According to the Jews who reached Venice a few days later they had lost as much as thirty thousand ducats. However, subsequent attempts on the part of the council and the new royal government to trace the pledges lost in , to reconstitute the list of debtors and even to extend some protection to the remaining Jews failed or were rejected and it seems as if the Jews gave up on Brescia and like many other Jews in the terraferma moved permanently to Venice.

The suspicion that the Jews were intent on revenge and enrichment because of such experiences helps to explain the anti-Jewish theme which ran through the vivid account of the bloody sack of Brescia in written by Marco Negro. Negro went much further than this and in an echo of the blood libel that Jews killed Christian children and consumed their blood he described a massacre in the Brescian duomo with Jews filled with lust for Christian blood among the French attackers. Negro alleged that the French commander Gaston de Foix himself led Jews in cruel raids on regular clergy and friars and looted holy objects.

As might be expected the entry of troops into Italian towns during the Italian Wars was often characterised by violence and the looting of Jewish property. Even those who escaped from the Jewish quarter to the safety of the castle were sacked.

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It seems that these troubles could contribute to both Jewish and Christian concerns about divine intentions for men and women. It is useful, though, to consider the fate of Jewish lives and goods as part of the social history of the Italian Wars. They were an especially vulnerable group during the sacks of cities given their stores of pledges or lists of Christian debtors; but they were also a resented local presence because they fell under the direct protection of higher authorities such as the Neapolitan king or the Venetian doge rather than the local powers.

When royal or republican protection failed they were forced to flee — forming another episode in the long history of Jewish mobility, the subject of a conference in Edinburgh in July. Venice, Biblioteca Marciana, It. Marin Sanudo comp. Coniger, Antonello. Pelliccia ed. Naples: Bernardo Perger, Cronaca Modenese. Parma: Pietro Fiaccadori, Dei Conti, Sigismondo.

Rome, Facsimile reprint. Passero, Giuliano. Storie in forma di Giornali. Vincenzo Maria Altobelli. Naples: Vincenzo Orsino, Bowd, Stephen D. Krauss, Samuel. See also ibid. Li Judei sono stati tagliati a peze et li Marani sono salvati in Nave. For example, the striking level of violence inflicted by soldiers on civilians in Germany during the Thirty Years War can be related to the structures of military supply and accommodation in place at the time.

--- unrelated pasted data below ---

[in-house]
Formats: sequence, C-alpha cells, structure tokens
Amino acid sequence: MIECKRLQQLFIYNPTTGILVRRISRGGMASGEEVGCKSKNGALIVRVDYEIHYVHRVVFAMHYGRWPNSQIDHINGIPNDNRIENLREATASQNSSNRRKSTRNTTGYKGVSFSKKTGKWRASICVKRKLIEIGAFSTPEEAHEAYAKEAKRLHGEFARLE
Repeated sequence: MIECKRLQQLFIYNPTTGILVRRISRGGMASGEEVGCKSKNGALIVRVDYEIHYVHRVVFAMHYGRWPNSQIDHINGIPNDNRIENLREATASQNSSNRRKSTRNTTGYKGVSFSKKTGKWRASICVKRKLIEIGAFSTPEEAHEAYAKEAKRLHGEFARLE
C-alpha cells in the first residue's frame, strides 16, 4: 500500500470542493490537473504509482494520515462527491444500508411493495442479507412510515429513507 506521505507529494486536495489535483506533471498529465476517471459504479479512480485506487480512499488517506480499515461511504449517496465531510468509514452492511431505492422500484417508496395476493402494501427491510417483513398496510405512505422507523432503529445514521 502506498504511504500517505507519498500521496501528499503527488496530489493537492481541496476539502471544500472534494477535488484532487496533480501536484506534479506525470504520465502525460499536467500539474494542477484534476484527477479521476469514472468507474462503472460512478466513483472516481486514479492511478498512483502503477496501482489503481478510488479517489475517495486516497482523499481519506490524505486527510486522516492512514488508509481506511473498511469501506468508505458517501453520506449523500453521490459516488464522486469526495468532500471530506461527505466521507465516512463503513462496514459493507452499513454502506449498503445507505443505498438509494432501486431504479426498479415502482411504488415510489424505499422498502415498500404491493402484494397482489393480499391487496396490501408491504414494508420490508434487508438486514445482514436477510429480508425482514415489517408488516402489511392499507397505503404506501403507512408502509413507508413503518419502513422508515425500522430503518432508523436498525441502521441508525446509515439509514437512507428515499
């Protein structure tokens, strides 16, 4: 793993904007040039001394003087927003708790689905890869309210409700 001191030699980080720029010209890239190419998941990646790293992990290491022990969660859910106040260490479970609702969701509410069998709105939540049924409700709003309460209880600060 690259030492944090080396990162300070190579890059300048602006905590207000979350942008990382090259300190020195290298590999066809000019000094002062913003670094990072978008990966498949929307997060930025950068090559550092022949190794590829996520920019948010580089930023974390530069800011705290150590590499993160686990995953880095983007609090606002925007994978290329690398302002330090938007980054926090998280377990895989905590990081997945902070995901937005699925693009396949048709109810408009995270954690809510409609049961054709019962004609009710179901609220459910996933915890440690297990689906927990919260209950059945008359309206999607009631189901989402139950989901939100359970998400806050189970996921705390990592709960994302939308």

In the first place, the mercenary commanders, or condottiere , were awarded a right to plunder and ransoms according to the terms of their contract. Everything that a man could desire has been found in sufficiency.

The soldiers are full of money and marvelous things that belonged to the French and have been harvested everywhere … We are so happy and in such good heart for which we thank the Lord God for eternity. The French king and the emperor, who paid dearly for these Swiss mercenaries, were obviously drawn to Italy by its wealth, which could be extracted as plunder, taxation, and annual tributes. As Dr Christine Shaw has rightly pointed out, these tensions could erupt into civilian violence against troops. The presence of large imperial armies throughout the Venetian mainland empire after placed huge burdens on the civilian populations in town and countryside.

The Germans were unpaid and sacked the piazza in Verona three times a day. They were so hungry that they were only interested in goods they could eat. During the same period peasants in the Venetian countryside took up arms against imperial troops with impressive and deadly effect.

These peasants followed the imperial camp with net bags hanging from their belts and were for the most part unshod. When imperial forces burned Vigodarzere in August and killed or captured those few inhabitants who had not fled for Padua to the south they found that the peasants had fortified it with barrels and tubs filled with earth, behind which they waited with handguns and crossbows. Around the same time six thousand peasants commanded by Gianconte Brandolini, a condottiero in the service of Venice, took Seravalle from the Spanish and Germans and inflicted a massacre on both defending troops and inhabitants who had killed some of their fellow peasants.

He and his brother were asked by the emperor to persuade the peasants at Bovolenta to change sides; they were threatened with hanging by the peasants when they tried to do so. As Buzzacarini noted, from this devastation arose the obstinacy of the peasants, who had lost both goods and honour. Gino Capponi, cod. Antonio Ceruti. Venice: Fratelli Visentini, Dumont, Jean. The Hague: P. Husson and Charles Levier, Guyon, Fery de. Robaulx de Soumoy.

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Arte della Guerra, scritti politici minori , ed. Rome: Salerno, Christopher Lynch. Chicago: University of Chicago Press, Asch, Ronald G. German History Esch, Arnold. Verbania: Alberti, Hamon, Philippe. Outram, Quentin. Shaw, Christine. Florence: Le Lettere, Tallett, Frank. War and Society in Early Modern Europe, London: Routledge, Ulbricht, Otto. On the impact of war on civilians see Tallett, War , The word in angle brackets is in the margin of the manuscript. In his Art of War Machiavelli has his interlocutor Fabrizio Colonna recommend that troops should be selected primarily from hardy countrypeople used to working the land: Machiavelli, Art , 22, 26 1.